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de terre. (Ah! you do not know how much happiness can remain in three arpents [3 to 4 acres] of land.)

Saying of HELVETIUS'S widow (1719-1800) at Auteuil, to NAPOLEON (1769-1821), who was astonished at her cheerfulness in her reduced circumstances.

Ah! c'est une spoliation vérita

ble; c'est une indignité. (Ah! it's a downright spoliation; it's an insult.)

LOUIS ADOLPHE THIERS (1797-1877)-alluding to the large amount (£200,000,000) of the war indemnity exacted by the Germans after the Franco-German War, 1870-1.

Ah! le bon billet qu' a La Châtre ! (Ah! what a fine promise La Châtre has!)


Remark by NINON DE LENCLOS (1620-1705) on remembering her written promise to remain faithful to the Marquis de La Châtre during his absence. Voltaire quotes the phrase as ... le beau billet qu'a La Chatre;" in a letter to the Comtesse de Lutzelbourg, Sep. 14, 1753; also as "On sait l'aventure du beau billet qu'a La Châtre" in a letter Sur Mlle. de Lenclos à M. ... (1751) (Cf. Nouveaux mélanges philosophiques, etc.) The anecdote is told by Saint Simon in ch. 151 of his Mémoires. Ah! pour Dieu, monsieur, n'ayez

pitié de moi, mais plutôt de vous-même, qui combattez contre votre foi et votre roi. (Ah! for God's sake, sir, don't pity me, but rather pity yourself, who are fighting against your religion and your king.)

Reply made by BAYARD (14751524) when mortally wounded (Apr. 30, 1524) in Italy, to the traitorous constable Charles de Bourbon. Said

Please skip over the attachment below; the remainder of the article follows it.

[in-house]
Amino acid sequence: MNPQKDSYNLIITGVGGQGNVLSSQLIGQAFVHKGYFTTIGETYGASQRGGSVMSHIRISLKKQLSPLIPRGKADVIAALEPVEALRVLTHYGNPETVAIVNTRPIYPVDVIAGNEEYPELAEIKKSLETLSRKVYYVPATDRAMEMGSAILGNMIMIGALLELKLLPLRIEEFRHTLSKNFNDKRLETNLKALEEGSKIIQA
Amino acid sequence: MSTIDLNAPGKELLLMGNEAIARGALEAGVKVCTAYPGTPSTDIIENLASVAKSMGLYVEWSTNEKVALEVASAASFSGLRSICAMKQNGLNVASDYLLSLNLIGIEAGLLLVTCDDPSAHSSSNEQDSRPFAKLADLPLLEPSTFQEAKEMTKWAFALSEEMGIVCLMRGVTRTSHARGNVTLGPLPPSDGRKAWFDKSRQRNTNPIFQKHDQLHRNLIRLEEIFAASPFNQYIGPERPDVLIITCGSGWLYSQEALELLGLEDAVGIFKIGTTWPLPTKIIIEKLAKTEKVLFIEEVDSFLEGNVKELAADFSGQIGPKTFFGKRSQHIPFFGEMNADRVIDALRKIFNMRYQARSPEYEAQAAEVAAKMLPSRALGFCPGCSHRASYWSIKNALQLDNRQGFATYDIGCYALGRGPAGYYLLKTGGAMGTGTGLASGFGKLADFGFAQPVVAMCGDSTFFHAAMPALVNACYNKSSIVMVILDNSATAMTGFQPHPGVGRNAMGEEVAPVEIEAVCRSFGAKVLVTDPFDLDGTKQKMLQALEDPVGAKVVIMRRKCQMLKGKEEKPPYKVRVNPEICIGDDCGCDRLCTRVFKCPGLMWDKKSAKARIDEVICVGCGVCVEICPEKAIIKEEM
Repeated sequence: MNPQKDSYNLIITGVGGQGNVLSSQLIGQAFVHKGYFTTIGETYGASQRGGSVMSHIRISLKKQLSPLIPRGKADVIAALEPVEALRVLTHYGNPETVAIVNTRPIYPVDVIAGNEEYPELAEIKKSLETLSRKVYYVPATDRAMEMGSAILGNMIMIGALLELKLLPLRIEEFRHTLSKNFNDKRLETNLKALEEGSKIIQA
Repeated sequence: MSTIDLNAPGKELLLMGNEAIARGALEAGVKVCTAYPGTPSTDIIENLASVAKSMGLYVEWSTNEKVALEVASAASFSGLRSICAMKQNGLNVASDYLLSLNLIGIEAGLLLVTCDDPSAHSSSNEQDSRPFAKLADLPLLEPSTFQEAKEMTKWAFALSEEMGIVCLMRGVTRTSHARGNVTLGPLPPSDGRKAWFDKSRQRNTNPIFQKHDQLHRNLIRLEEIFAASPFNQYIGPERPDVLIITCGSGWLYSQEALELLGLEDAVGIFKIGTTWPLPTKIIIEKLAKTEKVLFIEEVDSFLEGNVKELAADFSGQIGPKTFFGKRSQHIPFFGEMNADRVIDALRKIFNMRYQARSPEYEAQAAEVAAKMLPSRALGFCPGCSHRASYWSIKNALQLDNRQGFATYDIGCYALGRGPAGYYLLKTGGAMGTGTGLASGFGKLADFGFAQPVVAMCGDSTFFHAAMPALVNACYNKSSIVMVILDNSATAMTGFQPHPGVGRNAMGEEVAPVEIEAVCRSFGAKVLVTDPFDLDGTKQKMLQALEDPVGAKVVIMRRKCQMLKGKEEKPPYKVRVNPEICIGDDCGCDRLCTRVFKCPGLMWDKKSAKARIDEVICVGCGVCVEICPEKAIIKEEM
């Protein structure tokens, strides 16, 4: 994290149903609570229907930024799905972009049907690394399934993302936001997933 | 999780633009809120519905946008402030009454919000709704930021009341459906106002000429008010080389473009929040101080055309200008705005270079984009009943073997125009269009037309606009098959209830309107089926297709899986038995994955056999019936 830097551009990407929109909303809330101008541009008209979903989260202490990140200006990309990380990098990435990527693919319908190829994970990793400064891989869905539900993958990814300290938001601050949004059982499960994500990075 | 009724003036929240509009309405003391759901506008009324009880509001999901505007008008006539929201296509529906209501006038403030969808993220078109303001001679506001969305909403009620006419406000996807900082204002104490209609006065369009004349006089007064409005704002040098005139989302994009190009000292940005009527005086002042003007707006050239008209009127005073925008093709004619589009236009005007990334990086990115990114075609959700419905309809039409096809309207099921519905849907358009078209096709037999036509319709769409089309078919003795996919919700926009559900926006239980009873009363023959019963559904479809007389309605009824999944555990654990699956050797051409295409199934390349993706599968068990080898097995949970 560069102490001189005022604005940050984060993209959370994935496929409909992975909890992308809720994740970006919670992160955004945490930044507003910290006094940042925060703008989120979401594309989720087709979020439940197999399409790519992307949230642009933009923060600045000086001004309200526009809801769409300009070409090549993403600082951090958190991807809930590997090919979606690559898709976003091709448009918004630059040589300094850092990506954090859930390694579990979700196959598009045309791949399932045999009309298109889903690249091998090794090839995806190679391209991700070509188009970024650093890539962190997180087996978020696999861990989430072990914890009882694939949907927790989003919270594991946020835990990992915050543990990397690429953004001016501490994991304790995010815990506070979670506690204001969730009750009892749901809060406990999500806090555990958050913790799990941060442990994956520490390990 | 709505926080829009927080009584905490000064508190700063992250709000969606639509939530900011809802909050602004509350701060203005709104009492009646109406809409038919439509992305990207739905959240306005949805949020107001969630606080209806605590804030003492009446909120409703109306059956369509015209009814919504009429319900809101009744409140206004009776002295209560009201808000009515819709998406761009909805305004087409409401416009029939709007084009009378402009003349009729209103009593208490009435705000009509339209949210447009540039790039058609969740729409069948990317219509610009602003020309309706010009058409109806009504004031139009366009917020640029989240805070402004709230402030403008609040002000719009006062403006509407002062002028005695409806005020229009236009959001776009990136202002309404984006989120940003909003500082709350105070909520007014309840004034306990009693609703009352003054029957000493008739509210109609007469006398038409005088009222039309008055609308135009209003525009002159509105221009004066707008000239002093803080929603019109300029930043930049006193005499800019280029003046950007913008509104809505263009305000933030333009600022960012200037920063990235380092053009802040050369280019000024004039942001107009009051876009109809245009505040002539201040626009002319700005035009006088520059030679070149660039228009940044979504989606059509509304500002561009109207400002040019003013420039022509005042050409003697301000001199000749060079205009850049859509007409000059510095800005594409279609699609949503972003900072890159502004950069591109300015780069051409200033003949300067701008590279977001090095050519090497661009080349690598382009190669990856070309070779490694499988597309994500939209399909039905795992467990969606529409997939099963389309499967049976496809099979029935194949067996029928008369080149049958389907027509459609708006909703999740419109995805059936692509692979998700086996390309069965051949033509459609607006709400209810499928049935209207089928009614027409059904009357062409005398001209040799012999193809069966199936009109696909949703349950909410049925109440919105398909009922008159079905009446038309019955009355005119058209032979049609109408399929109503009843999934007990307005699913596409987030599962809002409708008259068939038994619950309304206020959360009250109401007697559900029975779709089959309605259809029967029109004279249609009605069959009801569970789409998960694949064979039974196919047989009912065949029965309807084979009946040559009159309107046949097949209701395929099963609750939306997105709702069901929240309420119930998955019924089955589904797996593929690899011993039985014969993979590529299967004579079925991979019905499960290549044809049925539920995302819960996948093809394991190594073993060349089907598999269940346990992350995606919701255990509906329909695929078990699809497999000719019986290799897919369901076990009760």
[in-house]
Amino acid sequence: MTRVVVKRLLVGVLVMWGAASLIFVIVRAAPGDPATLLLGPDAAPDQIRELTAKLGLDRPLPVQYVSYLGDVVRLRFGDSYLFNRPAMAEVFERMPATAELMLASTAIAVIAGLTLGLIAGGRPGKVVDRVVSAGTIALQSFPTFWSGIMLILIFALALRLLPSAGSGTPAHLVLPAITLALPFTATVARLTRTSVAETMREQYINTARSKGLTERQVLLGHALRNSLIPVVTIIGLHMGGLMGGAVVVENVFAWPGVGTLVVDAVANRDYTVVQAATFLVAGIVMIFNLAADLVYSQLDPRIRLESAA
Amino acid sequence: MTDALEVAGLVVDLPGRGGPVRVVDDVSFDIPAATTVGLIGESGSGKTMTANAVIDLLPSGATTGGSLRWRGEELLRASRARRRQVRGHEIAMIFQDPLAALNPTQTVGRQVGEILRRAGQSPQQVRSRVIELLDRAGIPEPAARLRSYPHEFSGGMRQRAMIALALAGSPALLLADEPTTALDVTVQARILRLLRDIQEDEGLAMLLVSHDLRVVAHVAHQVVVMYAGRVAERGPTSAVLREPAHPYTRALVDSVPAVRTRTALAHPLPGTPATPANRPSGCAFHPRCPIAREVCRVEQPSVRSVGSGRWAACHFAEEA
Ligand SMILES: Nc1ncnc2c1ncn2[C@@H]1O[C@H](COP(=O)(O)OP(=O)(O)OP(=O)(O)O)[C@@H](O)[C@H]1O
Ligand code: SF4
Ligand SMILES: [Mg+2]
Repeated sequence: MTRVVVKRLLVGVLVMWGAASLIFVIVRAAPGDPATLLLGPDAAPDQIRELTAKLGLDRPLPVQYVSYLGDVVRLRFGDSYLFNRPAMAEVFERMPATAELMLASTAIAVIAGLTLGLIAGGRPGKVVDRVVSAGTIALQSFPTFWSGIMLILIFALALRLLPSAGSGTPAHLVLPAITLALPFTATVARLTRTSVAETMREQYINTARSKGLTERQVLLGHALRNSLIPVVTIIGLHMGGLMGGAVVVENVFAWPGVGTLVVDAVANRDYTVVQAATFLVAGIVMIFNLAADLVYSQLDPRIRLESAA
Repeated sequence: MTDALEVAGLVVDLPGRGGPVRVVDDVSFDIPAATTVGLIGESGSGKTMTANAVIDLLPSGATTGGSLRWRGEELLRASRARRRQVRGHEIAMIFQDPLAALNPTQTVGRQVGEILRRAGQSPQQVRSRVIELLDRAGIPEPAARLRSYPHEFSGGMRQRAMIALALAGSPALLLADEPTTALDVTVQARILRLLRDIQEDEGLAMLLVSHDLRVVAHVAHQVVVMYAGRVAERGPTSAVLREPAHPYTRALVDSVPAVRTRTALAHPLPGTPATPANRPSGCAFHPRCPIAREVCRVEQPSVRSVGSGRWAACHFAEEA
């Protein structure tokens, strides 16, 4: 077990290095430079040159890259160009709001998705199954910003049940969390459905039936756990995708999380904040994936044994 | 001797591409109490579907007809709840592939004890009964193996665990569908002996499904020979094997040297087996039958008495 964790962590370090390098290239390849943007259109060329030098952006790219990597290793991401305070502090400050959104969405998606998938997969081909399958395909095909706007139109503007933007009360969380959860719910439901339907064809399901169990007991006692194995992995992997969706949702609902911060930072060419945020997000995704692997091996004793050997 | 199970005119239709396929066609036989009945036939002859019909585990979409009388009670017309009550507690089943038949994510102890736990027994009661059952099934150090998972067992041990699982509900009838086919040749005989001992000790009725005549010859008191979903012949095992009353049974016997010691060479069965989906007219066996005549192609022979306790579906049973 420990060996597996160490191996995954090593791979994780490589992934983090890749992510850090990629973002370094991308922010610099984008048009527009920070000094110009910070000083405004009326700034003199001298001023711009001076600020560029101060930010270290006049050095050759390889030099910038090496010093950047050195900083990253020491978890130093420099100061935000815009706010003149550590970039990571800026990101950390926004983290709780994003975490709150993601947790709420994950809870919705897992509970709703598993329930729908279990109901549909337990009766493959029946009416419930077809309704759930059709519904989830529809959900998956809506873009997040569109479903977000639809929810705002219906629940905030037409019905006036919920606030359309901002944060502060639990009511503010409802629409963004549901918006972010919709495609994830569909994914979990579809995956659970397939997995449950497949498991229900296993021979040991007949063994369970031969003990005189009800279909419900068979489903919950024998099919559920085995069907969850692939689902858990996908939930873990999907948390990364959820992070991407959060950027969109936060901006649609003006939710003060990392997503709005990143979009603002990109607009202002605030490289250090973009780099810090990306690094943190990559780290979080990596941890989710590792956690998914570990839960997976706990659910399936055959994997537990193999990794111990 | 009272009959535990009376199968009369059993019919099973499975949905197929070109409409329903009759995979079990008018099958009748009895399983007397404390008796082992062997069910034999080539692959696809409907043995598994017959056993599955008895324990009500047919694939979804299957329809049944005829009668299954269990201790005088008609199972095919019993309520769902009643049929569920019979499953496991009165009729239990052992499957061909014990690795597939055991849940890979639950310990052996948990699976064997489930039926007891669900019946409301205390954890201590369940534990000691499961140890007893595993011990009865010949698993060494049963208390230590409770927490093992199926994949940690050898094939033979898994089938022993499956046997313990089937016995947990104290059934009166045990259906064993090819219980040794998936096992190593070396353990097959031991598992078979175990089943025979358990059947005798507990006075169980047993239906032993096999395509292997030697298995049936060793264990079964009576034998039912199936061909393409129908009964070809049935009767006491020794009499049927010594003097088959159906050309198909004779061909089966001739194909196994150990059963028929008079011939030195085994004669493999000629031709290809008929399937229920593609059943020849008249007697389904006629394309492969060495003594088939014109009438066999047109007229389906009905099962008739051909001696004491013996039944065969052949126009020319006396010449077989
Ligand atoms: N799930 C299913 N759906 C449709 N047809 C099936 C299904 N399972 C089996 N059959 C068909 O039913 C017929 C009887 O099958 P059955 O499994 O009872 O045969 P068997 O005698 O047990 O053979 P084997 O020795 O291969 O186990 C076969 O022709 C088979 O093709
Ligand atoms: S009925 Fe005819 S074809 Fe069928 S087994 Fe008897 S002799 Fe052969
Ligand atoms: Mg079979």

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to be Bayard's last words. Another version is: "Ce n'est pas moi qu'il 'faut plaindre, mais vous, qui "combattez contre votre roi et votre patrie." (It is not I who should be pitied, but you, who are fighting against your king and country.) Ah! sainte Vierge, ayez pitié de moi et recevez mon âme. (Ah! holy Virgin, have pity on me and receive my soul.) Dying words of CARDINAL MAZARIN, (1602-61), March 8-9, 1661.

Ah! si je n'étais pas roi, je me mettrais en colère. (Ah! if I were not a king, I should lose my temper.)

LOUIS XIV (1638-1715). (Dreux du Radier, Tablettes hist. et anecdotes des rois de France, vol. 3, p. 199, 2nd edit.)

Ah! si le roi le savait! (Ah! if the king knew it!)

Saying of the people, dating from, at least, feudal times, when oppressed by the nobles.

Ah! s'il se fallait

méfier de celui-là, en qui pourrait-on mettre sa confiance? (Ah! if he must be mistrusted, in whom could confidence be placed.)

Said by CARDINAL MAZARIN (1602-61)of Fabert (1599-1662) when doubts were cast upon the latter's fidelity.

Ah! sire, la pluie de Marly ne mouille pas. (Ah! sire, the rain at Marly does not wet anyone.)

Said by the CARDINAL DE POLIGNAC (1661-1741) to LOUIS XIV (1638-1715)

Ah, sire, qu'est-ce qui n'a pas soixante ans ? (Ah, sire, who isn't sixty?)

Reply made by the MARECHAL DE GRAMONT (1604-78) to LOUIS XIV (1638-1715), on the latter complaining of being 60 years of age.

Ai-je donc sur les épaules la robe de Nessus? (Have I then on my shoulders the shirt of Nessus ?)

Said by LAZARE HOCHE (176897) referring to the spitting of blood at the beginning of his last illness.